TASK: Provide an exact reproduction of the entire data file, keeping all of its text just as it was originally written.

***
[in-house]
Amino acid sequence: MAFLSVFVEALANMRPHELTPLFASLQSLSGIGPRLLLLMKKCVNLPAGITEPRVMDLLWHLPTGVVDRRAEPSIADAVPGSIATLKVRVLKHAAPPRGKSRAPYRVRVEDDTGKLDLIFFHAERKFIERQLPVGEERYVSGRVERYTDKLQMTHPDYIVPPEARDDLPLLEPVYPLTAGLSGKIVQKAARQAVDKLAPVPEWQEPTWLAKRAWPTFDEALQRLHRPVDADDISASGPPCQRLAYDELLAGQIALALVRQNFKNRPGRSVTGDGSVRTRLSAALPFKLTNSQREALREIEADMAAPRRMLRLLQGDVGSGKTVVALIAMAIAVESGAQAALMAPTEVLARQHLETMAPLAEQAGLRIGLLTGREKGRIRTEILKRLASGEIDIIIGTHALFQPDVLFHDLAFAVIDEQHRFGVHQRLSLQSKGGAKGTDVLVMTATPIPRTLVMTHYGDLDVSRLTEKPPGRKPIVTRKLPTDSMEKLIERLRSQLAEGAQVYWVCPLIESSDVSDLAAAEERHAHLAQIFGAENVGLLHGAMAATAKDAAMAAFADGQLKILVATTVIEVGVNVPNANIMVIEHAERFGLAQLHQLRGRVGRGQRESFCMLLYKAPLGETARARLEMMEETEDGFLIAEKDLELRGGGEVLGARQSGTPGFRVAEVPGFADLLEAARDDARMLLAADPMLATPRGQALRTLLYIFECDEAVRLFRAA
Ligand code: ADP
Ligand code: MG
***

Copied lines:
[in-house]
Amino acid sequence: MAFLSVFVEALANMRPHELTPLFASLQSLSGIGPRLLLLMKKCVNLPAGITEPRVMDLLWHLPTGVVDRRAEPSIADAVPGSIATLKVRVLKHAAPPRGKSRAPYRVRVEDDTGKLDLIFFHAERKFIERQLPVGEERYVSGRVERYTDKLQMTHPDYIVPPEARDDLPLLEPVYPLTAGLSGKIVQKAARQAVDKLAPVPEWQEPTWLAKRAWPTFDEALQRLHRPVDADDISASGPPCQRLAYDELLAGQIALALVRQNFKNRPGRSVTGDGSVRTRLSAALPFKLTNSQREALREIEADMAAPRRMLRLLQGDVGSGKTVVALIAMAIAVESGAQAALMAPTEVLARQHLETMAPLAEQAGLRIGLLTGREKGRIRTEILKRLASGEIDIIIGTHALFQPDVLFHDLAFAVIDEQHRFGVHQRLSLQSKGGAKGTDVLVMTATPIPRTLVMTHYGDLDVSRLTEKPPGRKPIVTRKLPTDSMEKLIERLRSQLAEGAQVYWVCPLIESSDVSDLAAAEERHAHLAQIFGAENVGLLHGAMAATAKDAAMAAFADGQLKILVATTVIEVGVNVPNANIMVIEHAERFGLAQLHQLRGRVGRGQRESFCMLLYKAPLGETARARLEMMEETEDGFLIAEKDLELRGGGEVLGARQSGTPGFRVAEVPGFADLLEAARDDARMLLAADPMLATPRGQALRTLLYIFECDEAVRLFRAA
Ligand code: ADP
Ligand code: MG